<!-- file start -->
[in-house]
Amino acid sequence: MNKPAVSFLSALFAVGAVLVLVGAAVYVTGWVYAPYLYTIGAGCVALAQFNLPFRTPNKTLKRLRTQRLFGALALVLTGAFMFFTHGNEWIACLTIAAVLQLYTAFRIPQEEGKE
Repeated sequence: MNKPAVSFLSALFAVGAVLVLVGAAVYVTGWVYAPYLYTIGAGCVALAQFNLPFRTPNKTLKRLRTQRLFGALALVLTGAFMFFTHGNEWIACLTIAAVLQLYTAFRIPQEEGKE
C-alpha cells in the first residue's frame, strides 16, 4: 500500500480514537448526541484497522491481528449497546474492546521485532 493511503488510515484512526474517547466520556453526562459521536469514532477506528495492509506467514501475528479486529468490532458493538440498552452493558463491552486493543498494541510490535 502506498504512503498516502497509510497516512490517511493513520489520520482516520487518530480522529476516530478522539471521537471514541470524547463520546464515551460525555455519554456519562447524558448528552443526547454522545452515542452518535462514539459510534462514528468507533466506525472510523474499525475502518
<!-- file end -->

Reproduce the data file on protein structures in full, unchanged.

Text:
[in-house]
Amino acid sequence: MNKPAVSFLSALFAVGAVLVLVGAAVYVTGWVYAPYLYTIGAGCVALAQFNLPFRTPNKTLKRLRTQRLFGALALVLTGAFMFFTHGNEWIACLTIAAVLQLYTAFRIPQEEGKE
Repeated sequence: MNKPAVSFLSALFAVGAVLVLVGAAVYVTGWVYAPYLYTIGAGCVALAQFNLPFRTPNKTLKRLRTQRLFGALALVLTGAFMFFTHGNEWIACLTIAAVLQLYTAFRIPQEEGKE
C-alpha cells in the first residue's frame, strides 16, 4: 500500500480514537448526541484497522491481528449497546474492546521485532 493511503488510515484512526474517547466520556453526562459521536469514532477506528495492509506467514501475528479486529468490532458493538440498552452493558463491552486493543498494541510490535 502506498504512503498516502497509510497516512490517511493513520489520520482516520487518530480522529476516530478522539471521537471514541470524547463520546464515551460525555455519554456519562447524558448528552443526547454522545452515542452518535462514539459510534462514528468507533466506525472510523474499525475502518